It started with a purchase of some raffle tickets, which led to a camping trip. We went to spectate and ‘checkout’ this muzzleloader “mountain-man rendezvous” in Troy, Oregon. My experience surpassed all my expectations. Read on to see why…
My friend and I bought some raffle tickets at a gun show, from a semi-local club (the Wenaha Muzzleloaders). When you buy enough, you become a member too, and they invited us to their big annual “rendezvous.” This event, and it’s competitions were completely new to my ears, but I was anxious to take the camper out for a spin. Birdy agreed, and the plans were set.
I took off early on Friday to pack. Our first trip was likely to be missing a few things, but we left at 4. The trailer traveled well as I puttered down the Buford grade. (An ‘S’ shaped zigzag dropping a huge elevation.) Despite a delay from a cattle drive, we made it to Troy, Oregon. Unsure about the directions, a local quickly confirmed we were headed out of town on the correct road. The one lane didn’t look agreeable for turning back. We found our switch-back (the first one) with the metal bear sign for “Grizzly Flats.” It felt like I barely made it with my 19+ foot trailer. (Apparently, there’s a turnaround uphill, that allows those 30+ RVs a straight shot.)
A large landing opens up beside the Wenaha river, and 2 paths connect three rows of camp sites. (These are all unimproved, without tables, gravel pads, or fancy fire rings.) I drove a loop to spot a site, and parked without seeing anyone I knew. However, before I could scout around my rig, I found a few ham radio folks I knew, one RV over! With careful execution (and permission from neighbors) I threaded my trailer into their camp about 6pm.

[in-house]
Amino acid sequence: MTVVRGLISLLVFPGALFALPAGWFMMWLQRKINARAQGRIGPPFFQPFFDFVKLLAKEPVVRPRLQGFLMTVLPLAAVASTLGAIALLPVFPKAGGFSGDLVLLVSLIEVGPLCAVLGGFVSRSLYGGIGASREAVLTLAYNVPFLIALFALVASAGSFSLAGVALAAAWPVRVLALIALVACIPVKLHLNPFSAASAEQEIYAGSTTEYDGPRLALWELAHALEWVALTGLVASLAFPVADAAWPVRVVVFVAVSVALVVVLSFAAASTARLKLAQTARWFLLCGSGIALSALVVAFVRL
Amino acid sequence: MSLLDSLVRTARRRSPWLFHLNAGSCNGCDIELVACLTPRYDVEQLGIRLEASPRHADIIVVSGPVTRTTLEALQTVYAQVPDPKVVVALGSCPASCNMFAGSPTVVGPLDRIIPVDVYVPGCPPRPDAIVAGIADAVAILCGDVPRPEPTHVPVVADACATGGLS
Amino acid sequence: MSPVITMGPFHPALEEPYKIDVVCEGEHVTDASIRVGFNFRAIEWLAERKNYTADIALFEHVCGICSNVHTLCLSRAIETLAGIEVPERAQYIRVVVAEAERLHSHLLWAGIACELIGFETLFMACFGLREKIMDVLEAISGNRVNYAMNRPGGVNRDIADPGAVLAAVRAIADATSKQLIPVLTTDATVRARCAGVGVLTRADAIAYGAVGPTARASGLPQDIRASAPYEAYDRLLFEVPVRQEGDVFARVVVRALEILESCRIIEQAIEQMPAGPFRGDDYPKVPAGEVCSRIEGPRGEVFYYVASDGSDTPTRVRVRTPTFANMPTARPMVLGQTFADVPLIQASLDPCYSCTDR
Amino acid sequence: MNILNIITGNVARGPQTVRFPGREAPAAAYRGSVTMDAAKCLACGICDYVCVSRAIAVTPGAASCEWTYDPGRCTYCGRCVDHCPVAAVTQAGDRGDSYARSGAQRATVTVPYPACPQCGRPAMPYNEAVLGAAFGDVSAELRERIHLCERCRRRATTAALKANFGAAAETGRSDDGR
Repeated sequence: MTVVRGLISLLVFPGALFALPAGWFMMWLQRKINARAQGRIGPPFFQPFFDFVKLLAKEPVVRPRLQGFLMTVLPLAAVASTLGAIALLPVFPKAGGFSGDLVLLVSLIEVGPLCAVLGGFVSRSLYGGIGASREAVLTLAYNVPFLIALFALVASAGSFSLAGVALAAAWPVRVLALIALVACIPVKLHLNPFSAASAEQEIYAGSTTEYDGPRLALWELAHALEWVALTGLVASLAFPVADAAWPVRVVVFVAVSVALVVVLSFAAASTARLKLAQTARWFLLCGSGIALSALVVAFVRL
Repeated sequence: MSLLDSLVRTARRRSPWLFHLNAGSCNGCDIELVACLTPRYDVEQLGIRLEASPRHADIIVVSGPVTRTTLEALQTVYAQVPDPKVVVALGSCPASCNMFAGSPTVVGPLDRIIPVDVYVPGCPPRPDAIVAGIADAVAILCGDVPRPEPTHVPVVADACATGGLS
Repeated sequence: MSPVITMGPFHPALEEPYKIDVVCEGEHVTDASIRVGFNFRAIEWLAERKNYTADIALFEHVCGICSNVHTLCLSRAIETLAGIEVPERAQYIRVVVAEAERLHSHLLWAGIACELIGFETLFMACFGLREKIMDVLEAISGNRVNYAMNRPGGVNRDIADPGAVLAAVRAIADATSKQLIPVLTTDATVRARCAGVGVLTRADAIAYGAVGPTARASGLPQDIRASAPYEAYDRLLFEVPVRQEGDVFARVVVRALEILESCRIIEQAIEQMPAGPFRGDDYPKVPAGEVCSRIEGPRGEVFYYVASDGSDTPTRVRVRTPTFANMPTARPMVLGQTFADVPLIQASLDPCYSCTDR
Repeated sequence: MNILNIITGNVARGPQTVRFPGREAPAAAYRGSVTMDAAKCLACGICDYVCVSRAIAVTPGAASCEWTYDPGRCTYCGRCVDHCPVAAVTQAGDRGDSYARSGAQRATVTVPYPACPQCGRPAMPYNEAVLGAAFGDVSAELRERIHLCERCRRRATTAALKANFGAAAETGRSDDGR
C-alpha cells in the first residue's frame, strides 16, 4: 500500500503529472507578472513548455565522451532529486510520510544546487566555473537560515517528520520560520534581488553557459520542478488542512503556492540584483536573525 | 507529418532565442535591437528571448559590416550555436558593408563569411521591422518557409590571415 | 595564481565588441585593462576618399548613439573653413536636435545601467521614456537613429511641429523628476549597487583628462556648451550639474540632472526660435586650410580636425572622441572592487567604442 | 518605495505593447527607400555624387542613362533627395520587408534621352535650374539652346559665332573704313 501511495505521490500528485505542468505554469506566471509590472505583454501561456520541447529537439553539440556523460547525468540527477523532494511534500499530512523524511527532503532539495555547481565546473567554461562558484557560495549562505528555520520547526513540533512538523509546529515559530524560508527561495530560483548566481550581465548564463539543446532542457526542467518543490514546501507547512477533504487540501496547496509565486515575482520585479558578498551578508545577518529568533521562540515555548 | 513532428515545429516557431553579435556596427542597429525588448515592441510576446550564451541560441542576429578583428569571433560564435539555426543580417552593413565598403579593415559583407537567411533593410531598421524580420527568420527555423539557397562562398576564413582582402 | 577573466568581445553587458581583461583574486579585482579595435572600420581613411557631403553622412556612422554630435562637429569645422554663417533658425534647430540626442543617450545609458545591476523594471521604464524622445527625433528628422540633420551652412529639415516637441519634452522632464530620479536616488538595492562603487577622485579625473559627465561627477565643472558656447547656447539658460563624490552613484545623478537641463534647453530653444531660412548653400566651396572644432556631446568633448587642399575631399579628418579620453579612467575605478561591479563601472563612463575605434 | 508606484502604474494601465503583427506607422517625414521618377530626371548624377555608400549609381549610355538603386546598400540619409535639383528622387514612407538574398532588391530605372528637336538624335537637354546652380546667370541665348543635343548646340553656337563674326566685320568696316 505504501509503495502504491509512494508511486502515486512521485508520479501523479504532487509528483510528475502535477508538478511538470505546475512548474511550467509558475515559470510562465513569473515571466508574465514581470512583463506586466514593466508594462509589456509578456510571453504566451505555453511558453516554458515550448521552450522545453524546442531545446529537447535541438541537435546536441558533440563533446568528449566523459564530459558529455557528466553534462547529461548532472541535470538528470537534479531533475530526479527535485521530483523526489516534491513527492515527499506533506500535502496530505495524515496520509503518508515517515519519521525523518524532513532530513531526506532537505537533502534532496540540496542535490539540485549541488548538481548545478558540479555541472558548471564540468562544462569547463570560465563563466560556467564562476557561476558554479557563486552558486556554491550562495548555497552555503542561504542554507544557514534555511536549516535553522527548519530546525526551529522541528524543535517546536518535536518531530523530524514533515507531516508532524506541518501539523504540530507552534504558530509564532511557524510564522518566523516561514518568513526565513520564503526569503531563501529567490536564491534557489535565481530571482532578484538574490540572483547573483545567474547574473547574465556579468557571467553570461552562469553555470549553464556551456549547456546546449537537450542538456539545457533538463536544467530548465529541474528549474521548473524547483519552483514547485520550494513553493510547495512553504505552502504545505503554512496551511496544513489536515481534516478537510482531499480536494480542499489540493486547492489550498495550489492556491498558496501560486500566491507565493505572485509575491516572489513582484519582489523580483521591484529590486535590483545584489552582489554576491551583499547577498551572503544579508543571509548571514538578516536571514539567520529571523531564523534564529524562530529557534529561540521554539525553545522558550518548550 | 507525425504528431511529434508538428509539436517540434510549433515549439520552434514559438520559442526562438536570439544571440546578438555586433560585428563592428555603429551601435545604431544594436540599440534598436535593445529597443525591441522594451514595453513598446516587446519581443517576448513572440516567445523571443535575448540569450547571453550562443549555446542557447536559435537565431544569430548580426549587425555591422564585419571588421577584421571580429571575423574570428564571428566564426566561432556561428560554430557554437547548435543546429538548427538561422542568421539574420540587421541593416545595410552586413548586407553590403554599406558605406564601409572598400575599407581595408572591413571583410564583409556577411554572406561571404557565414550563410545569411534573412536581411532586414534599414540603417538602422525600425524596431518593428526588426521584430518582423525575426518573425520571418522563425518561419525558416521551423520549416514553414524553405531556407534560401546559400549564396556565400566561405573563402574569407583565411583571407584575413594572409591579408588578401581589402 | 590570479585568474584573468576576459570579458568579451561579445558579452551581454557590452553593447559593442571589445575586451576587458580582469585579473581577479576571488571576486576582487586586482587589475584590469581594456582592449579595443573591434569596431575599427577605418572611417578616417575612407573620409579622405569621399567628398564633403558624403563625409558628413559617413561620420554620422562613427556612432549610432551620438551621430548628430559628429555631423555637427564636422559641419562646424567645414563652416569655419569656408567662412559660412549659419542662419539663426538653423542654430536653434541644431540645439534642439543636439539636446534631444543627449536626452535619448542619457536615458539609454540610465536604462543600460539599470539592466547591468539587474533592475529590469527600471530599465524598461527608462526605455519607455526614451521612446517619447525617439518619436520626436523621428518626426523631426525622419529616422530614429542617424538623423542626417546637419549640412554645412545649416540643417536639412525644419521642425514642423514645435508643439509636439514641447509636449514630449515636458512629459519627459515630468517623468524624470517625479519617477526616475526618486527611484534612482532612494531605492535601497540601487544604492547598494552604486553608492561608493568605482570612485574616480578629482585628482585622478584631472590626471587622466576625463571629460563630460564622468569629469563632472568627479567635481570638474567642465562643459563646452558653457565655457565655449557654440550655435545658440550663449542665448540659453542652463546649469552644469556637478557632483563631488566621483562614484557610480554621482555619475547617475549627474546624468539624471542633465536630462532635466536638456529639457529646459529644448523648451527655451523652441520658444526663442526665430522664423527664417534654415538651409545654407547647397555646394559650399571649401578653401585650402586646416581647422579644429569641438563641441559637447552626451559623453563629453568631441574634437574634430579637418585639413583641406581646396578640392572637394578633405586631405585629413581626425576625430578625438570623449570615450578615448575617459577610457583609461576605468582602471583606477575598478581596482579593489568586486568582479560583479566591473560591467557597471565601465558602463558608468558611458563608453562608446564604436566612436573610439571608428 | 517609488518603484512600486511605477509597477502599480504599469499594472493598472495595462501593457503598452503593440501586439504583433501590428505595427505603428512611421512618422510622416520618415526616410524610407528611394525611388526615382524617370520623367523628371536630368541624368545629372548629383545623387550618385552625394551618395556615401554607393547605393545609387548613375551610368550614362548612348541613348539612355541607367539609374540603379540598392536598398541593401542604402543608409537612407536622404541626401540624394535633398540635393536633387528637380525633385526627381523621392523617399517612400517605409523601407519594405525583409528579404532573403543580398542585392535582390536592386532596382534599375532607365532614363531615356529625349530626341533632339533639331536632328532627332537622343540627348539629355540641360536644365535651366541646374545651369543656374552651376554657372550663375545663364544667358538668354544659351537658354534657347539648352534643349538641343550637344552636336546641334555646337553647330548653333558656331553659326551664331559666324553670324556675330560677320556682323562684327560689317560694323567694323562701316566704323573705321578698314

With a hasty setup, I grilled a dinner of sausages on my new BBQ. The kids played and got familiar with the others in camp. The campfire kept us up late, as we roasted marshmallows, ‘smores, and decompressed. TBear and I sang “Ghost chicken in the sky” with an enthusiastic response, and we went to bed.
The day dawned bright a clear, with the furnace only kicking on a few times that night. The cannon thundered through camp at 6am. While I was warned about this, I was surprised nonetheless. On the far end of camp, the sound wasn’t too bad inside the trailer, but I was surprise to feel the concussion at that distance, as it coursed through my body. “Kewl,” I thought.
I got up and whipped a great big breakfast with hash browns, sausages, & scrambled eggs. We took a walk around camp, and TBear got to shoot his first muzzleloader! (Thanks to Gentle Ben) Apparently, at these rendezvous’ people have “trail names” or “shooter names” or just plain-old nicknames they go by. Some are chosen, some are bestowed by others (typically to remember a memorable moment). Several had their names announced or changed at the awards ceremony on Sunday.
I entered TBear to do the PeeWee events for 12 and under. He wasn’t thrilled. (Apparently, there’s a magic zone of 10-12 where they’re also able to start competing as a ‘Lil Trapper too.) He wanted to do the older events that included archery, rifle shooting, hawk & knife, etc. They would have found equipment to loan, but I thought it was too much too fast. Then (unknown to us) one of his best friends showed up, so they did the Pee Wee events together, so now it was cool. He showed some skill with his friend’s equipment, so I let him do the “hawk & knife” as a Lil Trapper.
The “Hawk & Knife” refers to a tomahawk and knife. You throw each, trying to stick them into logs of varying size, shape, location, etc. Some targets have separate logs that each is supposed to hit, while others have differing sections colored for each. “Steel to Steel” means both must stick, and “Mountain Man Rules” is a gimme, where you can just walk up and stick them.
Stay tuned for the next post, where the rest of the kids get action too!